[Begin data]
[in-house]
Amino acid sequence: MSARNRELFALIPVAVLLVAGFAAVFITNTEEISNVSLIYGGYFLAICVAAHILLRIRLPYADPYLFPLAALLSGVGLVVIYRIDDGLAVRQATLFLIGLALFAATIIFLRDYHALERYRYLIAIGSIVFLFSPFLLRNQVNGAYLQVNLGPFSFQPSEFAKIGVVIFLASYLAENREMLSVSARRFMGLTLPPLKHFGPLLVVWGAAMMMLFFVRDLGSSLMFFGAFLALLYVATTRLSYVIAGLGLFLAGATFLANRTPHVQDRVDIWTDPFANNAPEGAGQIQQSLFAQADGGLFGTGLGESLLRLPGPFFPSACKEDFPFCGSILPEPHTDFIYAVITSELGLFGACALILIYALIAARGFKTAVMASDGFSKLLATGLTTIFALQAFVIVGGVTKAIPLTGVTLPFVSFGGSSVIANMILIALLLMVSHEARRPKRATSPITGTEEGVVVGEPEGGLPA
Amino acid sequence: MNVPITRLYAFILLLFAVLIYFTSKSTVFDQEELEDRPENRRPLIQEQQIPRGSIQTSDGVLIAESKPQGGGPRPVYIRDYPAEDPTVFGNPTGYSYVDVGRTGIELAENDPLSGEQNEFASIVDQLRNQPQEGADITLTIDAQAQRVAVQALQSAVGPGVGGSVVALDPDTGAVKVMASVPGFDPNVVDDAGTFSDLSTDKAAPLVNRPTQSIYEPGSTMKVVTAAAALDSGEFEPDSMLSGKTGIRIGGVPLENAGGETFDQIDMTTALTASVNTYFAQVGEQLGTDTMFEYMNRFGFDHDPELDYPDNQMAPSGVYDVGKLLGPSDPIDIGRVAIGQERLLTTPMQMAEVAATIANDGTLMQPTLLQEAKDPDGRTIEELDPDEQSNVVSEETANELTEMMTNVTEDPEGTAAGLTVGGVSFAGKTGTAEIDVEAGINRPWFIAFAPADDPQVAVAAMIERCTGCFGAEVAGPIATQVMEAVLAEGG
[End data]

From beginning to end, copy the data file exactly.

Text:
[in-house]
Amino acid sequence: MSARNRELFALIPVAVLLVAGFAAVFITNTEEISNVSLIYGGYFLAICVAAHILLRIRLPYADPYLFPLAALLSGVGLVVIYRIDDGLAVRQATLFLIGLALFAATIIFLRDYHALERYRYLIAIGSIVFLFSPFLLRNQVNGAYLQVNLGPFSFQPSEFAKIGVVIFLASYLAENREMLSVSARRFMGLTLPPLKHFGPLLVVWGAAMMMLFFVRDLGSSLMFFGAFLALLYVATTRLSYVIAGLGLFLAGATFLANRTPHVQDRVDIWTDPFANNAPEGAGQIQQSLFAQADGGLFGTGLGESLLRLPGPFFPSACKEDFPFCGSILPEPHTDFIYAVITSELGLFGACALILIYALIAARGFKTAVMASDGFSKLLATGLTTIFALQAFVIVGGVTKAIPLTGVTLPFVSFGGSSVIANMILIALLLMVSHEARRPKRATSPITGTEEGVVVGEPEGGLPA
Amino acid sequence: MNVPITRLYAFILLLFAVLIYFTSKSTVFDQEELEDRPENRRPLIQEQQIPRGSIQTSDGVLIAESKPQGGGPRPVYIRDYPAEDPTVFGNPTGYSYVDVGRTGIELAENDPLSGEQNEFASIVDQLRNQPQEGADITLTIDAQAQRVAVQALQSAVGPGVGGSVVALDPDTGAVKVMASVPGFDPNVVDDAGTFSDLSTDKAAPLVNRPTQSIYEPGSTMKVVTAAAALDSGEFEPDSMLSGKTGIRIGGVPLENAGGETFDQIDMTTALTASVNTYFAQVGEQLGTDTMFEYMNRFGFDHDPELDYPDNQMAPSGVYDVGKLLGPSDPIDIGRVAIGQERLLTTPMQMAEVAATIANDGTLMQPTLLQEAKDPDGRTIEELDPDEQSNVVSEETANELTEMMTNVTEDPEGTAAGLTVGGVSFAGKTGTAEIDVEAGINRPWFIAFAPADDPQVAVAAMIERCTGCFGAEVAGPIATQVMEAVLAEGG